It is common for those with appallingly low levels of racial literacy to cling to an out-of-context passage that seems to reinforce their perspective on a racial issue. The “I See No Color” crowd often quotes the famous line from Martin Luther King’s “I Have a Dream” speech: “I have a dream that one day my four young children will live in a nation where they do not be judged by the color of their skin, but by the content of their character.” While this was, and still is, an ambitious goal, it was indeed ambitious – in fact, he literally said it was a dream. Dr King certainly never suggested that the color of his children should be invisible, unseen, or disregarded.

The “I don’t see color” camp tries to twist this quote into a claim that it is never appropriate to see or discuss race (obviously contradicting Dr. King’s work and arguably nonsensical). This CBS News article asked the question, “Had Dr. King wanted us to completely ignore race in a ‘color-blind’ society?” In the article, Martin Luther King III replies: “I don’t think we can ignore race. What my father is calling for is to create an environment where every American can achieve their dreams.” The article goes on to say, “Bernice King doubts her father would try to ignore differences.”

As with debates about college admissions policies or modern affirmative-action programs, the “I see no color” crowd often seeks to conflate color-conscious action aimed at achieving racial justice with racial discrimination rooted and motivated by white supremacy. Perhaps the late Judge John Paul Stevens put it best when he clarified, “There is no moral or constitutional equivalence between a policy designed to perpetuate a caste system and a policy designed to eradicate racial subordination.”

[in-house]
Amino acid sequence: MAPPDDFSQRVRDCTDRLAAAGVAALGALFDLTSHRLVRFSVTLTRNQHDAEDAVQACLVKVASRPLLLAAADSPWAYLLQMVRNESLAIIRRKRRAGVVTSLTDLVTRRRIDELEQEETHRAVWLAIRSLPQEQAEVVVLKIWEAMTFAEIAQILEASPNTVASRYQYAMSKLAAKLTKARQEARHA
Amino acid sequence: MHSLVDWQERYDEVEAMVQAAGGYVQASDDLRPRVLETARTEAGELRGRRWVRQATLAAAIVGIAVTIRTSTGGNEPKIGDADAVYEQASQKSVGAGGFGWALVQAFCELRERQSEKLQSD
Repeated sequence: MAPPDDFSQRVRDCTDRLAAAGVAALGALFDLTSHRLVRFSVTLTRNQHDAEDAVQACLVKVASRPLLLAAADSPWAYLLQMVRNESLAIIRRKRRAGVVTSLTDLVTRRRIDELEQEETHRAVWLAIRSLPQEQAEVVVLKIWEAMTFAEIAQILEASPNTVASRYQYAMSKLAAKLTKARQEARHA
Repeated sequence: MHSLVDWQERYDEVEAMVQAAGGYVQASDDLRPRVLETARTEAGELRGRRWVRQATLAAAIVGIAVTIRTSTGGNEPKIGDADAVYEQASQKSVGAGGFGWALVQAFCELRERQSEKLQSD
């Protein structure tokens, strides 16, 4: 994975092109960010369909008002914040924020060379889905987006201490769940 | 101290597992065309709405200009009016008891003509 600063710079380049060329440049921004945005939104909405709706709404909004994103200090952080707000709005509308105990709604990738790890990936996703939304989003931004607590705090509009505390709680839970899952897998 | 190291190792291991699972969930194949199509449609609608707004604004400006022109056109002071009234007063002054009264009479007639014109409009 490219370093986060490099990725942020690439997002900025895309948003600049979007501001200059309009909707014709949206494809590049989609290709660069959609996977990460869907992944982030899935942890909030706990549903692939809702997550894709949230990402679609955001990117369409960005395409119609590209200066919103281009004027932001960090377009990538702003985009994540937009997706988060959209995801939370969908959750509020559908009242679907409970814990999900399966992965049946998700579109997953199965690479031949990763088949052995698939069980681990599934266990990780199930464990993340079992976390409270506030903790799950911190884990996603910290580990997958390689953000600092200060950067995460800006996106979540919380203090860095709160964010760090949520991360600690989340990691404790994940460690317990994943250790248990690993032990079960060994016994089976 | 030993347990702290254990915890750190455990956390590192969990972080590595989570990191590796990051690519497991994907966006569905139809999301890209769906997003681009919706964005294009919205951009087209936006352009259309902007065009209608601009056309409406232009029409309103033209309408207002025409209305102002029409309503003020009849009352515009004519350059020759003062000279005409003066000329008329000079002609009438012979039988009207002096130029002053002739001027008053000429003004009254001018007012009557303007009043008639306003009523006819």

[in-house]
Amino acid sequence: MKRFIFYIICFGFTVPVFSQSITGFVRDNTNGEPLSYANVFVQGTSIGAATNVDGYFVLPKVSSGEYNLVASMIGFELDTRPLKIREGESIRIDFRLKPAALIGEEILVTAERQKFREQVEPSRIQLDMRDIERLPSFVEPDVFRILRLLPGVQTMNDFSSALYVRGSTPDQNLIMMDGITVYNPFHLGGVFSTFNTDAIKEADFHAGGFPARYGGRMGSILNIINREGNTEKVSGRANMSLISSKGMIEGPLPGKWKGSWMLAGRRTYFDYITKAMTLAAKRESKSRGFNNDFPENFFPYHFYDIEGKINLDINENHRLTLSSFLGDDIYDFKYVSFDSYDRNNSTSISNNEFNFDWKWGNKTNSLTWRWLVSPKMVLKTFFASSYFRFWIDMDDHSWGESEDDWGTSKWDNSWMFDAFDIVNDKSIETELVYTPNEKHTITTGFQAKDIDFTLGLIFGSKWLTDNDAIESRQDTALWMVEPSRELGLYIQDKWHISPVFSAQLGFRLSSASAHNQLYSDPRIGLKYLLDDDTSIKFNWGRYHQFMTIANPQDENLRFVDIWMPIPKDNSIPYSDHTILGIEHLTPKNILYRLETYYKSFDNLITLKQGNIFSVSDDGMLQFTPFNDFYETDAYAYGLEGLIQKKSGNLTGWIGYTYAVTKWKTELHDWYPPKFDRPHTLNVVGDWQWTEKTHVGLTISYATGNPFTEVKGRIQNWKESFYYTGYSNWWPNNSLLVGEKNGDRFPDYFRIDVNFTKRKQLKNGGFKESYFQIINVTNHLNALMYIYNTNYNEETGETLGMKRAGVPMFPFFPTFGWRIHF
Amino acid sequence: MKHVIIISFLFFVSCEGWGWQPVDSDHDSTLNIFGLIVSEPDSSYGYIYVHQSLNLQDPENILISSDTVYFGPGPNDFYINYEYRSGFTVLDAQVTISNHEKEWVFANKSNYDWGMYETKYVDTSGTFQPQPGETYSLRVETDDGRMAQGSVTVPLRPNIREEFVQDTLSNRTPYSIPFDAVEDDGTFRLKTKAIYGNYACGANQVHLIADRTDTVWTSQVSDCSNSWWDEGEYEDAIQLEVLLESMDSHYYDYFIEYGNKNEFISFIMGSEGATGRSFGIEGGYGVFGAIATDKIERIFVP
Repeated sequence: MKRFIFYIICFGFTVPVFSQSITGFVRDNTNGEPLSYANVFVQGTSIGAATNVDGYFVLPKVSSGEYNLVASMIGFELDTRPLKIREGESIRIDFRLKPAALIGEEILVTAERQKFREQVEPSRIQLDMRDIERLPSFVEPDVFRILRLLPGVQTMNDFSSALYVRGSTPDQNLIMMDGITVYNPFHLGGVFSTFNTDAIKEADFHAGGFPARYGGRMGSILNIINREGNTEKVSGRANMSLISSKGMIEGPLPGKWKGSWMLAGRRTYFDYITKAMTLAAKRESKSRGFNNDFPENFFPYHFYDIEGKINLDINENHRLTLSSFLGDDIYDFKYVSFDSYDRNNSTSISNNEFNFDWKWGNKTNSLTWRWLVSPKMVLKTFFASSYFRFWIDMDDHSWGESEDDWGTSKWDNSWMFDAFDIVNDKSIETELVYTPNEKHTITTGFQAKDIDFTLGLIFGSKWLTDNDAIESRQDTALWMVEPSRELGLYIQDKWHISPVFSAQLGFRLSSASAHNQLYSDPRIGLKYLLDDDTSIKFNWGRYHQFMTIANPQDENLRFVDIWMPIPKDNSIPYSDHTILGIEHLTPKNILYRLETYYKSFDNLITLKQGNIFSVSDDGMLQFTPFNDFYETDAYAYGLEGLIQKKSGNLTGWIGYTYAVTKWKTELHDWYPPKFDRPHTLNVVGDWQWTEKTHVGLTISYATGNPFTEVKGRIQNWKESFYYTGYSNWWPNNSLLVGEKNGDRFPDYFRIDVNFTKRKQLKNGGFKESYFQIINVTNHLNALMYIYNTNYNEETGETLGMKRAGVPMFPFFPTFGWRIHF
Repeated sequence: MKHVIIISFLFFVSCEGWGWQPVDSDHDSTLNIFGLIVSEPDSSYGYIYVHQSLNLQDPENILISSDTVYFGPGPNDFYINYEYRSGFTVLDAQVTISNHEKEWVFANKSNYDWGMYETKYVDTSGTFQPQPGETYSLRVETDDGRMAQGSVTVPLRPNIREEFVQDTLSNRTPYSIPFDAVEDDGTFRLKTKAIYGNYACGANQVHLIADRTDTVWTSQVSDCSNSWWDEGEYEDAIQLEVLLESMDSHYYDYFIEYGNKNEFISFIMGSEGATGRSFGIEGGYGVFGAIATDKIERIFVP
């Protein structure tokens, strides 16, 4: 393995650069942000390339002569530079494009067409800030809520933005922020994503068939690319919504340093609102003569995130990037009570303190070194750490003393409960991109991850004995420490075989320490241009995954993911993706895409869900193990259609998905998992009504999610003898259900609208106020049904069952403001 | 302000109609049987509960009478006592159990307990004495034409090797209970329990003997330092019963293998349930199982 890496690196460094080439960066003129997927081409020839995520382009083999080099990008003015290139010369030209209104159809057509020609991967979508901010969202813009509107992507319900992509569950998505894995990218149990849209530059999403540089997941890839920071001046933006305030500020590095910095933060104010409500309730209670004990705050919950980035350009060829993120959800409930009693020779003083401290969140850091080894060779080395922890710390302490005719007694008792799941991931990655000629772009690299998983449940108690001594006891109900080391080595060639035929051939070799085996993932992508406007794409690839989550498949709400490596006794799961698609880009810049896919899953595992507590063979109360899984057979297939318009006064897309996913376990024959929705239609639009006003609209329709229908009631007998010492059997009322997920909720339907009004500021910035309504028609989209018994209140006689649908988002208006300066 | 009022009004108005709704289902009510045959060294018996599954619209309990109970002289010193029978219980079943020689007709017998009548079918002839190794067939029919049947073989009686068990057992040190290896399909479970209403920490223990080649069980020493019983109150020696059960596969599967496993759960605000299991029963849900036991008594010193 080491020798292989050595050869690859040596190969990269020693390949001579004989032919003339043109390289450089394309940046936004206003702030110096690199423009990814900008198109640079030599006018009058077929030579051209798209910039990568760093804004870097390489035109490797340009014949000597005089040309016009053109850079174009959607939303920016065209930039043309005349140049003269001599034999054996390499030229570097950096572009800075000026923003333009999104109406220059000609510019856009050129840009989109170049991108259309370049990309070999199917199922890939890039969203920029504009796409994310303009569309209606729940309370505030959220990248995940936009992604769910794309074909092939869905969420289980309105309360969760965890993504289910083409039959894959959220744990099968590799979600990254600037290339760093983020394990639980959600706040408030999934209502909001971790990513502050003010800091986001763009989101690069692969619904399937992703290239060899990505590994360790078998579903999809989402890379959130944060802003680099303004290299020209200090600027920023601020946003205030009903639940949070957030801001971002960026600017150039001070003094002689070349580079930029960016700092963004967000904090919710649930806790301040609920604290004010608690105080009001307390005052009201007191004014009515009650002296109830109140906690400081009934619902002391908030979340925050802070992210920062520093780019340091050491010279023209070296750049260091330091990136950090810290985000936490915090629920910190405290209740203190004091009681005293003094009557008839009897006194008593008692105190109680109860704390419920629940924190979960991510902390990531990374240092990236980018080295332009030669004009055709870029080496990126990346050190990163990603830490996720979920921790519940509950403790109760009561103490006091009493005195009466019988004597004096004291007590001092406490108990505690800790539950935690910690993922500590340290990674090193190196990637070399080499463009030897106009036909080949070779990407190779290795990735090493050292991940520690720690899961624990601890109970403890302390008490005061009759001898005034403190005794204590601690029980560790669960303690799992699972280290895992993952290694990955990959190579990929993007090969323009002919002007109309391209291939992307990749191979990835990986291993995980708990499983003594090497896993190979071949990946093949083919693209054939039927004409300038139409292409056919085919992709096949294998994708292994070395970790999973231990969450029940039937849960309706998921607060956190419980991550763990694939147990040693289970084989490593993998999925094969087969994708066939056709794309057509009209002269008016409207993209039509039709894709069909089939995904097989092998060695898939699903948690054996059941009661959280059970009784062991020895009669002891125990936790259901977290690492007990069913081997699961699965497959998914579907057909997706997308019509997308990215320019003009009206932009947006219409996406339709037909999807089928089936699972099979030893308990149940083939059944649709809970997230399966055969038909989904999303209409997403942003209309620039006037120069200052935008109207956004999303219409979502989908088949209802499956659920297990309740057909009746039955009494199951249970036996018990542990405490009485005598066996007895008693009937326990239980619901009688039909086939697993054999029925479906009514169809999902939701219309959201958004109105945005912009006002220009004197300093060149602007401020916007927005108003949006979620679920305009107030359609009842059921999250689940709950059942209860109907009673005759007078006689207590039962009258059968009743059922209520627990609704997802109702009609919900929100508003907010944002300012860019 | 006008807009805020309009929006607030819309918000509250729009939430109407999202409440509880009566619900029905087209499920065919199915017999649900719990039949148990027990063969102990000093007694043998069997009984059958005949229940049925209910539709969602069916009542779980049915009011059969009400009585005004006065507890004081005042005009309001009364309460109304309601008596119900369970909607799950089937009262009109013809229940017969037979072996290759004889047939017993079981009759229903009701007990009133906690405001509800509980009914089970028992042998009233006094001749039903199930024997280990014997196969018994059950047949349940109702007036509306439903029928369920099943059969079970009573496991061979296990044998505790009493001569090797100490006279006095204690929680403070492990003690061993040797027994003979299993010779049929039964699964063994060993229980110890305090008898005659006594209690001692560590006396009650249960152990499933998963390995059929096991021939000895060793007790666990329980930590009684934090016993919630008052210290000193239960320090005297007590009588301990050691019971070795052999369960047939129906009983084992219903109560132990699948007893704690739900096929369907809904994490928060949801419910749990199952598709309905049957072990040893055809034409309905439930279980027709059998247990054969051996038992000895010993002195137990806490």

While the “I don’t see any color” crowd usually includes Dr. King and his “I Have a Dream” speech, they don’t seem to understand that the speech urges each of us to get off the sidelines and get to work demanding and creating racial justice. dr King clearly didn’t believe in pretending we don’t see color, or otherwise kicking the can out into the street. He now urged direct action. “We have also come to this sacred place to remind America of the urgent urgency of now,” he urged. “This is no time to indulge in the luxury of cooling off or the tranquilizing drug of gradualism.” Those words are as true today as they were in 1963.

Surely we can’t afford to bury our heads in the sand by pretending we don’t see colors. So the next time you want to say that you “can’t see any colors,” please think again.